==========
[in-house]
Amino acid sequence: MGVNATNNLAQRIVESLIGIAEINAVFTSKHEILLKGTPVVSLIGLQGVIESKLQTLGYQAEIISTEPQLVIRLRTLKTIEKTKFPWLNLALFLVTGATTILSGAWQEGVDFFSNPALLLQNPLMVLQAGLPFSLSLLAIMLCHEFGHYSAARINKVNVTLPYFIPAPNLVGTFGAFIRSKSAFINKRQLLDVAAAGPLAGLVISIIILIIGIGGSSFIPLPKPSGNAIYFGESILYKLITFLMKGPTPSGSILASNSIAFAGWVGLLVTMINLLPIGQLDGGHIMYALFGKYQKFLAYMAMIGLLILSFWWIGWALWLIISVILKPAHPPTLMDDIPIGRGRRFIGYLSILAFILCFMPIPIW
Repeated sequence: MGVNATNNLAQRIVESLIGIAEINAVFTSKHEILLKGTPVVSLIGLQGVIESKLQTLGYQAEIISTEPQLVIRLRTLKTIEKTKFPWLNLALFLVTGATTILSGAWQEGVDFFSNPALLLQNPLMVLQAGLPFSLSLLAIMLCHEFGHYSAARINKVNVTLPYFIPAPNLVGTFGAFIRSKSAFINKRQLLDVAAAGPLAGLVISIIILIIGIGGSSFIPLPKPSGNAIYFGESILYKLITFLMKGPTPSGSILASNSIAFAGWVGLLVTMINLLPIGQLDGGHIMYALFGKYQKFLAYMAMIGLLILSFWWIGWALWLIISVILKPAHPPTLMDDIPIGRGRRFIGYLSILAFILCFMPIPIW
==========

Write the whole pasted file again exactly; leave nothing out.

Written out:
[in-house]
Amino acid sequence: MGVNATNNLAQRIVESLIGIAEINAVFTSKHEILLKGTPVVSLIGLQGVIESKLQTLGYQAEIISTEPQLVIRLRTLKTIEKTKFPWLNLALFLVTGATTILSGAWQEGVDFFSNPALLLQNPLMVLQAGLPFSLSLLAIMLCHEFGHYSAARINKVNVTLPYFIPAPNLVGTFGAFIRSKSAFINKRQLLDVAAAGPLAGLVISIIILIIGIGGSSFIPLPKPSGNAIYFGESILYKLITFLMKGPTPSGSILASNSIAFAGWVGLLVTMINLLPIGQLDGGHIMYALFGKYQKFLAYMAMIGLLILSFWWIGWALWLIISVILKPAHPPTLMDDIPIGRGRRFIGYLSILAFILCFMPIPIW
Repeated sequence: MGVNATNNLAQRIVESLIGIAEINAVFTSKHEILLKGTPVVSLIGLQGVIESKLQTLGYQAEIISTEPQLVIRLRTLKTIEKTKFPWLNLALFLVTGATTILSGAWQEGVDFFSNPALLLQNPLMVLQAGLPFSLSLLAIMLCHEFGHYSAARINKVNVTLPYFIPAPNLVGTFGAFIRSKSAFINKRQLLDVAAAGPLAGLVISIIILIIGIGGSSFIPLPKPSGNAIYFGESILYKLITFLMKGPTPSGSILASNSIAFAGWVGLLVTMINLLPIGQLDGGHIMYALFGKYQKFLAYMAMIGLLILSFWWIGWALWLIISVILKPAHPPTLMDDIPIGRGRRFIGYLSILAFILCFMPIPIW